Isabelle Betty Beltz
November 1, 1927 - September 29, 2022
We called her our Timex mom. Takes a licking and keeps on ticking. She ticked along for almost 95 years
here on earth and is now ticking away in heaven.
Isabella Bishop was born November 1, 1927 to Helen June Bishop and Harland Thanniel Bishop at the
home of her maternal grandparents, Marie and Gottfried Beier in Odessa, WA. At three months her
parents, Isabelle, brother Bob and sister Lenore moved to Spokane and bought a home on Cedar Street.
The next few years brought younger sisters Cynthia, Doris and Irene.
When Isabelle was 5 a big life challenge came as she played with matches and caught her dress on fire.
Her mother Helen, who had been born deaf, was not able to hear her cries but younger sister Cynthia, age
3 alerted their mother who was able to extinguish the flames. The doctors wanted to amputate her left leg
but her father Harland, who was also deaf, would not allow it. Mom spent the next 9 months in the
hospital healing with skin grafts from her uninjured leg and carried those scars the rest of her life.
When Isabelle was 8, Helen became a single parent for her family of 6. Mom shared many stories of how
hard her mother, a woman of faith, worked to raise her family on her own and the love that she had for
them. When mom was old enough she worked at many jobs to help the family too. Among her many jobs
were sorting laundry at a cleaners, popcorn and macaroni factory work, movie usherette, sales girl at JC
Penney, butcher’s assistant and telephone operator. She graduated from North Central High School in
At age 19 mom went with friends to a dance at Natatorium Park in Spokane featuring Bob Wills and his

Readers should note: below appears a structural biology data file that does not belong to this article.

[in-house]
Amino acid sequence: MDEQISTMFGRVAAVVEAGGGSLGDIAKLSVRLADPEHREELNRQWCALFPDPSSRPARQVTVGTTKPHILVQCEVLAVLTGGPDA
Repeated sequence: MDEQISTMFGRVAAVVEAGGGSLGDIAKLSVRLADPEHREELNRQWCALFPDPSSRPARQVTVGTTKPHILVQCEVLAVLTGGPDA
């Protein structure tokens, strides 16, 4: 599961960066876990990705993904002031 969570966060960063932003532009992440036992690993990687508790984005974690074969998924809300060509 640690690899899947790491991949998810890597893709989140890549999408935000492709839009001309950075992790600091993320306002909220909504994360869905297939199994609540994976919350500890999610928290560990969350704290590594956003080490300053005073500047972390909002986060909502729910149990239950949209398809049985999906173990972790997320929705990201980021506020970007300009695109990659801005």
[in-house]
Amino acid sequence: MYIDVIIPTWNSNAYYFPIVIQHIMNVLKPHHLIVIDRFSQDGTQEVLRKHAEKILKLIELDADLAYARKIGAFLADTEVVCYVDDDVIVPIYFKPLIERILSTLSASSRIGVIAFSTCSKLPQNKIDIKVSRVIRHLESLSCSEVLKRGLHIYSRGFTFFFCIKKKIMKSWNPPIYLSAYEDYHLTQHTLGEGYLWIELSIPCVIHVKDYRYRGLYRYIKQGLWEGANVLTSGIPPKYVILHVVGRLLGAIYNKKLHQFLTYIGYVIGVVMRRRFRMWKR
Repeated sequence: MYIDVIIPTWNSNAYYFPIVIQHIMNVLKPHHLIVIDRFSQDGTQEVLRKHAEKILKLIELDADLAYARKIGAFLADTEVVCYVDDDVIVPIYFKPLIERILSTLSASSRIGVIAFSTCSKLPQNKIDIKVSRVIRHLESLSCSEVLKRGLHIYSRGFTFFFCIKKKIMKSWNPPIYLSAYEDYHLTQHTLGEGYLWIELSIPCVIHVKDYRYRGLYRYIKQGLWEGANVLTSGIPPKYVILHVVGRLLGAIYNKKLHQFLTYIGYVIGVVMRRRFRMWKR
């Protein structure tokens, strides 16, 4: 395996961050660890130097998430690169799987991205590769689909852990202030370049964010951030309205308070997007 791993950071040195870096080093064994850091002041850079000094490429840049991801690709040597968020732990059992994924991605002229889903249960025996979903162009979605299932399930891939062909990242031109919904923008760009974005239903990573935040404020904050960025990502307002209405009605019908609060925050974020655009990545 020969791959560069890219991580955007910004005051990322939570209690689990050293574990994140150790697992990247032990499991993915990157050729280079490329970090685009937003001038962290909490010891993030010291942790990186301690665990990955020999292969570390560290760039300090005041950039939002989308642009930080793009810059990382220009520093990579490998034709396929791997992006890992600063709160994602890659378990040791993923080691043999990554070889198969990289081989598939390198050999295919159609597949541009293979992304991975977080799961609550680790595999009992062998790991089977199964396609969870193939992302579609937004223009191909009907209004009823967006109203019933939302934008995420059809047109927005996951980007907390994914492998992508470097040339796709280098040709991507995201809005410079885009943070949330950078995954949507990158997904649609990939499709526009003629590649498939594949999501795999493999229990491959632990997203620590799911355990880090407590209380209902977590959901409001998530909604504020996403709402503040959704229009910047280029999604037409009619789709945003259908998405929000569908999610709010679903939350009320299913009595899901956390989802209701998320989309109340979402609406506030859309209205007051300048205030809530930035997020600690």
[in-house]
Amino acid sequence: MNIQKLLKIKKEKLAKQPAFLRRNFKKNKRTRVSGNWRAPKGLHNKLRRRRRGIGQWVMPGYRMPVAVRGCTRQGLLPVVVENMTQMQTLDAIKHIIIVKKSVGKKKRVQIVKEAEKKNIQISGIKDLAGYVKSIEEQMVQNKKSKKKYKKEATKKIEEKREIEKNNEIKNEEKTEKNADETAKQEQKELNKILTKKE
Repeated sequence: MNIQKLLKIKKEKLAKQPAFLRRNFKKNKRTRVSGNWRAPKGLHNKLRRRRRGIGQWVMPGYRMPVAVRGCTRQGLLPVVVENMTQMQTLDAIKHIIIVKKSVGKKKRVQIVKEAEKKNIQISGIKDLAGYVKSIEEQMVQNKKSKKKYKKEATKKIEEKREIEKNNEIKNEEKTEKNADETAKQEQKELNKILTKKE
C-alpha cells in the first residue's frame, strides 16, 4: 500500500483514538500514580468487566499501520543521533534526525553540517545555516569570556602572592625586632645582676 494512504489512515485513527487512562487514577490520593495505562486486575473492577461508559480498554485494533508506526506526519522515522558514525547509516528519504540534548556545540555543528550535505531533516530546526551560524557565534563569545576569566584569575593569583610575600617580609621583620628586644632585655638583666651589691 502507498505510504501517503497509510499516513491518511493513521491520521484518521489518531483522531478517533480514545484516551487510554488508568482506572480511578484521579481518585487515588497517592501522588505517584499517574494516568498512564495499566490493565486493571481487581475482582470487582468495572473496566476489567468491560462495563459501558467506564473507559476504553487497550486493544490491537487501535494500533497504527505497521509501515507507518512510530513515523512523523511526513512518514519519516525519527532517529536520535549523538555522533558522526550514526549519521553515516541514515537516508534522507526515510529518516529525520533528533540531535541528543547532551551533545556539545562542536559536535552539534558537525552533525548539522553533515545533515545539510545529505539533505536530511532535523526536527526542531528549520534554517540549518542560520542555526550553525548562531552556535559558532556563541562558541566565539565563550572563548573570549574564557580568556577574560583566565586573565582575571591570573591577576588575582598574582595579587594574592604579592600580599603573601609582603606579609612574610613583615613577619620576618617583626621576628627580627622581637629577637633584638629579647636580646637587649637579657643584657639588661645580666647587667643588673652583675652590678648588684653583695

Texas Playboys. There she met a handsome Navy veteran, Ted Beltz. There must have been an instant
attraction between them as Ted came calling at her home the next day which was Sunday. Mom and dad
dated for the next 10 months and were married on February 10th, 1948 with their mothers, Helen Bishop
and Mildred Beltz, in attendance as witnesses. Mom remembered it as a beautiful sunny, snowy day.
In the fall of that year, sadness came as mom’s beloved brother Bob was killed in an auto accident. Joy
came the next summer when baby Karen arrived. Two years later came daughter Debra and another two
years later came daughter Connie. Finally five years later son Clifford was born. Shortly after that a long
time dream came true when mom and dad purchased a small farm outside of Spokane in 1959.
In 1960 mom was in a rollover accident with sister Irene and niece Roxanne. Mom’s neck was broken and
she spent the next few months in a cast covering her head and down to her hips. Her mother Helen came
and cared for everyone as mom recovered.
Mom has been described by Karen as June Cleaver in jeans. She followed the example of her mother and
worked hard each and every day raising her family with a lot of love and faith. She gardened and canned,
cooked and cleaned, read stories, danced, sang songs and along with dad took us to church every Sunday.
She made excellent homemade bread, the best pies and yummy roasts for Sunday dinner. She loved to
sew and made many of our school dresses, prom dresses, a wedding dress and many matching square